That's not at all who the Billy Beane in the book Moneyball was, though, and yet that's all I see when I look at Pitt here. The desk-flipping (and later, chair-throwing) aside, Pitt rarely looks comfortable, and often looks worried. He even seems to speak in a bit of a southern accent (Beane was born in Orlando and grew up in San Diego), and there's even a discussion with his young daughter about his job; if they'd stuck that little bit in the first few episodes of Friday Night Lights, you'd notice the daughter seemed a bit young, but otherwise it would fit right in. It's almost like Pitt is playing Eric Taylor as portrayed by Chandler, who in turn is playing a character named Billy Beane who bears some resemblance to the Beane portrayed in the book. (Unclear when that little talk with his daughter would've happened, by the way; the 2002 A's bottomed out at 20-26 on May 23 -- after winning 102 the year before -- and then went 83-33 the rest of the way.)
Hoffman is basically in it not at all.
As I said above, A's manager Art Howe was portrayed in Michael Lewis' book as kind of a non-entity. Beane viewed his managers pretty much as peacekeepers, as there was very little managing necessary in early-aughts A's baseball; bunts and steal attempts were bad, so Howe just had to stand there and look Old Baseball-y. So hiring a decorated actor like Hoffman to play the part struck me as kind of strange. He's one of my favorite actors, though, so I was intrigued.
In the entire two and a half minute trailer, Howe/Hoffman might be on the screen for a couple seconds. We really need to see the reactions of people like Howe, or else it's just Billy against the big bad skeptics and dehumanized baseball establishment, and that's just no fun at all. There's a lot more movie in the can that might show us that, of course, but his absence from the trailer is a bit concerning.
And finally, the most baffling and potentially worst thing about it all:
Paul DePodesta. I mean Peter Brand. I mean, Peter Brand?
I should have suspected something a little over a year ago, when it became public knowledge that former assistant GM and Moneyball superstar Paul DePodesta had revoked his permission for the film to use his identity. (And I probably did suspect something, and just forgot between then and now.)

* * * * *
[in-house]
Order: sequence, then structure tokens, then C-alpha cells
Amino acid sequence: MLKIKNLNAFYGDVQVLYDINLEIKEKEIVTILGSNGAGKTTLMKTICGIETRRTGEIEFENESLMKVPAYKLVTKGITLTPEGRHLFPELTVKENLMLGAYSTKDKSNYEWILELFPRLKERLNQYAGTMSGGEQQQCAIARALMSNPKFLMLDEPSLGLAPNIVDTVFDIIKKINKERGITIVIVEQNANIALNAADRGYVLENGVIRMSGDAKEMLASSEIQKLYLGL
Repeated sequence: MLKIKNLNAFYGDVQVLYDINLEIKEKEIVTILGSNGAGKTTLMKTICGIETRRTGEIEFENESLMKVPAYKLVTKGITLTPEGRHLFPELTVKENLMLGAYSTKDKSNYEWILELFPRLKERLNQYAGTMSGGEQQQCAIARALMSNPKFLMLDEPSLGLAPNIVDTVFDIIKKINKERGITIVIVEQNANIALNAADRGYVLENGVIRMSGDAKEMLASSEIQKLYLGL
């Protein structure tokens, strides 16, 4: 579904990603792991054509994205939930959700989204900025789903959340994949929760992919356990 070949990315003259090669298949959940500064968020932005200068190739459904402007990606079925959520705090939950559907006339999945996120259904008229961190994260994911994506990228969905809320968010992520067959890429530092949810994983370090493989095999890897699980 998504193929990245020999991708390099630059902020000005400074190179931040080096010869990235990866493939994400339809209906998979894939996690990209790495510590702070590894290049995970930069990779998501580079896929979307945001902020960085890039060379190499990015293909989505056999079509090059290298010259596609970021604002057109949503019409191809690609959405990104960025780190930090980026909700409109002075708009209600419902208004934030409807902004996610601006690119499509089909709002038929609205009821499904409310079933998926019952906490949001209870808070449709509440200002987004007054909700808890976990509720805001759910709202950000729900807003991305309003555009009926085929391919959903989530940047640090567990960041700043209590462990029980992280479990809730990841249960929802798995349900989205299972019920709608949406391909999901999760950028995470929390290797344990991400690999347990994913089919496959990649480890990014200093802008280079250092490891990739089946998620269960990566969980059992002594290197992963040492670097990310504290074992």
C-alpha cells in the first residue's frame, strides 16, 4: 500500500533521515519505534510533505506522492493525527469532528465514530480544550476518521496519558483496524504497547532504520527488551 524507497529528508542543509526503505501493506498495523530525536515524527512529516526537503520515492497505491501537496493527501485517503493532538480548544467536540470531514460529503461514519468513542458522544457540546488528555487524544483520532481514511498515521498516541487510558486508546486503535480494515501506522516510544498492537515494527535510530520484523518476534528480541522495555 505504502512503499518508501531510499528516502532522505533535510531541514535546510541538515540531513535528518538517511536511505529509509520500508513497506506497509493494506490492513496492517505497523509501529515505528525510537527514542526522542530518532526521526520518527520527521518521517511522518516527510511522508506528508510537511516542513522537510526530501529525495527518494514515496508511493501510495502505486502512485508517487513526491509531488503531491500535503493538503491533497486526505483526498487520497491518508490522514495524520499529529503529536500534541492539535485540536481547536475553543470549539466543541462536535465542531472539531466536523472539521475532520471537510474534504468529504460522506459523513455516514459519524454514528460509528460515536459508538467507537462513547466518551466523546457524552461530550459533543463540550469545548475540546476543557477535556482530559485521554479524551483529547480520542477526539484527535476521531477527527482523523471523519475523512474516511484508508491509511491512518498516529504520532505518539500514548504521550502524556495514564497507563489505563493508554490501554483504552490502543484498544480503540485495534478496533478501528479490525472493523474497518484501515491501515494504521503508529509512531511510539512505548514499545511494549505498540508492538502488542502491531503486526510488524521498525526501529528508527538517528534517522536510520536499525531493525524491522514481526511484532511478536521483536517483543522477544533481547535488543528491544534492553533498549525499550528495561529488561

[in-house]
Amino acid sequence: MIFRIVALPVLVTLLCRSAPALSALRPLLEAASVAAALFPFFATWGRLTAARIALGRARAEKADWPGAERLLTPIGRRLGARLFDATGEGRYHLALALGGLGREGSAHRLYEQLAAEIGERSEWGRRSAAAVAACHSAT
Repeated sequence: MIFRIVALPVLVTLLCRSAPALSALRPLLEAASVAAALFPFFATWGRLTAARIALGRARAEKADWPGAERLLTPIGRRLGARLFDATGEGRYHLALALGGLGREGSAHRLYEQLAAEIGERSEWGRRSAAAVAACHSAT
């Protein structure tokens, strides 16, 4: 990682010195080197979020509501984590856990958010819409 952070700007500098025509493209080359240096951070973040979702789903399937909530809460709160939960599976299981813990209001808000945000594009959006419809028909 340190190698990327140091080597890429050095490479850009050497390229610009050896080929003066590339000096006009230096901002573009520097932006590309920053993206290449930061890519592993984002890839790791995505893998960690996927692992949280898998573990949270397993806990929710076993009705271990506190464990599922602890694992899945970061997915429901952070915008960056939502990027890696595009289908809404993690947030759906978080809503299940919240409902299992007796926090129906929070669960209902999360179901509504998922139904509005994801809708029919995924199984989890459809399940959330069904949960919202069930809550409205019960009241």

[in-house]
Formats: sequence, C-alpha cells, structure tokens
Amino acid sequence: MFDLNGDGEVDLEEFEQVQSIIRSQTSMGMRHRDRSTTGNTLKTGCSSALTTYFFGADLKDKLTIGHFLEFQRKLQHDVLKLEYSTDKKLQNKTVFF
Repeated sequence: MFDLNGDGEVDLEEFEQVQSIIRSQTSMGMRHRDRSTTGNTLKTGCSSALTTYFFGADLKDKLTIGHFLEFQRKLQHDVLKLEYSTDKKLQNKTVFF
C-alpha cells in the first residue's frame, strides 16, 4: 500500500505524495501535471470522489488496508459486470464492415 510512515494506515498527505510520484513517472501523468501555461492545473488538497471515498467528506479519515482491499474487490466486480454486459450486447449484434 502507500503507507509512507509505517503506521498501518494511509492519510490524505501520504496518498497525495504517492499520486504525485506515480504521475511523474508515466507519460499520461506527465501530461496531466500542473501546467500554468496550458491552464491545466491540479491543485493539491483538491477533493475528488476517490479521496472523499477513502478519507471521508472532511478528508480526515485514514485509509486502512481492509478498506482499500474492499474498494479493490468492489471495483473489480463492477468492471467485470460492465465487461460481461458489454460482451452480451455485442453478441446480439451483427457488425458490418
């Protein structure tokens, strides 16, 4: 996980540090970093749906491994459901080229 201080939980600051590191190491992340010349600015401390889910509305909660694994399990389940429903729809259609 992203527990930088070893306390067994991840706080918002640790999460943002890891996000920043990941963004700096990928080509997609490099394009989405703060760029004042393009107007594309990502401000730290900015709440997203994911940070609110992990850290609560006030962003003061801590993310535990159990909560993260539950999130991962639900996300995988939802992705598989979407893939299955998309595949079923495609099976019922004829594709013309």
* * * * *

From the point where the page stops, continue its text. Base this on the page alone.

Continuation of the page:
DePodesta, who wears glasses and all that, is also slim and athletic, having played both baseball and football at Harvard. Jonah Hill is, well, Jonah Hill; one of my favorite current comedic actors, but none of those other things I just said about DePo, and seemed much better suited to play a caricature of the kind of guy the anti-stats crowd (particularly Dodger fans ca. 2005) liked to think DePo was than to play DePo himself. And indeed, DePodesta withdrew from the project because he didn't agree with the way he was being portrayed.
So we get this "fictional" character, Peter Brand, played by Hill. And from the 45 seconds or so of the trailer of which he is a part, yep, he pretty much looks like the caricature of a baseball nerd. It's not that Hill plays the part -- again, I like the guy, though it doesn't help that he doesn't much look like a kid that might have played sports in college -- but that the part itself apparently called for a single-minded wallflower to whom "socially awkward" is just not strong enough a term, one who might actually literally live in his mother's basement, who blurts out that his job with the A's is not just his first baseball job, but his first job (DePo, by contrast, was 29, in his sixth year and second job in the game). At least they divvied up the cliches a little bit; Brand does in fact "watch the games," and it's Billy Beane who doesn't bother with those (a largely accurate detail, but the way it's portrayed in the movie seems a bit misleading).
This gets to the bottom of my main problem with the trailer, and that is that it seems to remove all the nuance from the story (such as it is); it's the underdog vs. the rich guys, the geeks vs. the jocks. And really, who wants to see that, again? Will the guys trying to put together a group to play a kids' game for a paltry $40 million be able to beat the guys who are doing it with $140 million? Will the brash and cocky dorks triumph over the older gentlemen who have given their lives to the more traditional understanding of the game? These are just not interesting questions to movie audiences, and in fictionalized form, they're not even interesting to me.
Now, this cast and crew -- writer Sorkin, in particular -- is just too good for this. So I have to hang on to the hope that it's just a bad trailer, not a bad movie, and that there's a lot more nuance and intrigue in store for us than the surface-level nonsense that's suggested by Brad Pitt's pouting and yelling at old guys. But whatever -- it's a really bad trailer.
And the worst part? I know I'm going to have to see it regardless. It could get panned by everyone, 0% on Rotten Tomatoes...and I'll be there, because, I mean, come on, it's Moneyball in a movie theater. That's just a much gloomier prospect than it felt like it was yesterday morning.